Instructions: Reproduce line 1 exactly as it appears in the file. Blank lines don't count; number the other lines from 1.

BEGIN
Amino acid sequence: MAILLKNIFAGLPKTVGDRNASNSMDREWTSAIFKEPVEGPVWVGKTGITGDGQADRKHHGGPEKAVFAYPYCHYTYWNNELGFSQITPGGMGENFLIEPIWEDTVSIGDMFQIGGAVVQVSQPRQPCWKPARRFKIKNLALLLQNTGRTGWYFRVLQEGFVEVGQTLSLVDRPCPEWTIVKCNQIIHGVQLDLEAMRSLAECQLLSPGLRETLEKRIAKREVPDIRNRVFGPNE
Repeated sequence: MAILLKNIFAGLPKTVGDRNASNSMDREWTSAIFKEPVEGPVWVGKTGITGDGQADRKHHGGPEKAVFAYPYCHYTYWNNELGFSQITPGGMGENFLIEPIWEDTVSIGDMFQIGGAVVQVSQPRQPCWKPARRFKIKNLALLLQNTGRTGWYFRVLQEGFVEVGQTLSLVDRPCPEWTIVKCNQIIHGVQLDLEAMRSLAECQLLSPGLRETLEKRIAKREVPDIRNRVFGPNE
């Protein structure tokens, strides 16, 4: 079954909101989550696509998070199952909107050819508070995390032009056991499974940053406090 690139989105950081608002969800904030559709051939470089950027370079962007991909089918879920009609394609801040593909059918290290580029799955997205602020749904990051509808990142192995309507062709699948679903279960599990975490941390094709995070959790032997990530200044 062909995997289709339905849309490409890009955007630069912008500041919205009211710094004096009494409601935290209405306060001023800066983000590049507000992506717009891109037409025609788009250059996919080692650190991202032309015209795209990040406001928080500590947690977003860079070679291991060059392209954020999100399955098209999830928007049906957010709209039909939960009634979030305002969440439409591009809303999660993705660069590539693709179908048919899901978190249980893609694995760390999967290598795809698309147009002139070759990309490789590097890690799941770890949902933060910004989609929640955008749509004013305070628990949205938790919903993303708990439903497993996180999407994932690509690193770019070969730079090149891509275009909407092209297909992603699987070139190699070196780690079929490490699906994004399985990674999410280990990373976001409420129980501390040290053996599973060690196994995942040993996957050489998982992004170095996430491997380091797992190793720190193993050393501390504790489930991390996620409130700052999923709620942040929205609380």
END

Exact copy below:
Amino acid sequence: MAILLKNIFAGLPKTVGDRNASNSMDREWTSAIFKEPVEGPVWVGKTGITGDGQADRKHHGGPEKAVFAYPYCHYTYWNNELGFSQITPGGMGENFLIEPIWEDTVSIGDMFQIGGAVVQVSQPRQPCWKPARRFKIKNLALLLQNTGRTGWYFRVLQEGFVEVGQTLSLVDRPCPEWTIVKCNQIIHGVQLDLEAMRSLAECQLLSPGLRETLEKRIAKREVPDIRNRVFGPNE